Searching for a Zen Kind of Mind to Remedy the Stress of Everyday Life? Meditate!

Unbeknownst to me, what I learned at age 19 in my college world religion class, would become a life-long personal practice.  Meditation, the art and science of concentration, quieted my mind, relaxed my body and helped me cope with the stress and pressure of college life. It made such an impact on my mind, body and spirit, 45 years later, I am still meditating, have become an avid student and teacher of mindfulness meditation. 

I believe most people have heard about meditation, whether they dipped their toe into the ocean of silence, read an article in a mainstream magazine or have uploaded an app into their I-phone to seize a few moments to zone out from all the commotion of the day.  As curiosity has risen, people are registering for meditation classes in droves.  If you are searching for a silent meditation retreat, and I am talking a 5-10-day retreat, you will not find one available in the United States and Eastern Europe for at least six months. That’s how popular it has become.

If your interest is perked and you decide to take a meditation class, the teacher usually likes to get a sense of her students and asks,

1. Have you ever mediated before? 

Most say – I have tried it once - Some say they never tried - One or two people say they did a long time ago. 

2. What has held you back from learning mediation?

The majority say - I can’t sit still – It is boring – I am not sure I will benefit.

3. Why have you decided to take a mediation class?

The majority say - I am stressed out most of the time – I need to learn how to relax – I understand it is good for my health – My (wife) (doctor) (friend) told me to.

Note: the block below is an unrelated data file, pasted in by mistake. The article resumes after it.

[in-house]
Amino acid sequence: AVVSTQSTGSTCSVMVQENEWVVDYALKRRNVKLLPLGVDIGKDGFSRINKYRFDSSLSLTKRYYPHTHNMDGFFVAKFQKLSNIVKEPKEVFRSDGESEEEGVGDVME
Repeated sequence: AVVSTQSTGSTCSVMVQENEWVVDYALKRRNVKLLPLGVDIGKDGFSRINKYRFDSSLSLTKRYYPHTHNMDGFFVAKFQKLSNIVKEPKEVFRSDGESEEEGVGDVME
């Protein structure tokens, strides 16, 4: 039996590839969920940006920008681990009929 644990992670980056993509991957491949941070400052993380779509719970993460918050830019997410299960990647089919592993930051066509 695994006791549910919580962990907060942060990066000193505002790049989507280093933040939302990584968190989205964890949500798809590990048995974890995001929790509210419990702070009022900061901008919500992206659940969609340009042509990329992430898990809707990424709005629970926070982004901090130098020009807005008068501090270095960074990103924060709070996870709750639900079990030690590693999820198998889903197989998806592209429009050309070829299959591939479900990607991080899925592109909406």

I believe meditation is booming because people are “waking up” to a poignant reality:  The accelerated pace and constant demands of our everyday life has reached beyond our threshold of normalcy and weakened our ability to keep up and adapt to the daily grind.  Sunrise comes, and we are fresh out of the gate, on the move, juggling morning tasks, getting kids ready for school, ourselves ready for work, and checking communication portals with the onslaught of emails, text messages, voice messages and social media posts. The morning rush prevails, leaving many of us tired before we have opened the front door and greeted the new day.

We get caught in the rabbit hole of doing, doing and doing and lose sight of what really matters and how we truly want to live our lives. Maybe, we ponder, meditation will help me de-stress, slow down, exit the race track of life and allow me to return back to myself.

Meditation, the science and art of concentration, is an ancient practice dating back thousands of years. The people of the East realized the health benefits of meditation. It was a philosophical, psycho-physical-spiritual practice. Meditation helped restore physical health, heal from afflictions, tame the unfocused, wandering mind and restore clarity, regulate emotions, cleanse the spirit, open the heart, deepen awareness, strengthen connection with all life and heighten intuition. 

Meditation is an excellent antidote to the busyness and stress of modern-day society. It offers us the opportunity to stop, to pause and take refuge in the stillness and quietness of being. All we have to do is sit, breath and be. No external pressure, no demands, no doing - just being. The teacher guides us in emptying our mind, turning inwards and becoming aware of what is in the moment to moment experience of our present existence without judgement. When beginning, the instructions of the teacher may fade in and out as you deepen in stillness. Sometimes you may nod off, a sign of fatigue, or become restless a sign you are get accustomed to sitting.  You are a beginner with beginner’s mind, all responses are acceptable, and there is no perfect.

So go for it! Try a class. Download an app. Read a meditation book. Or, schedule a private session with a teacher.

Dr. Suzanne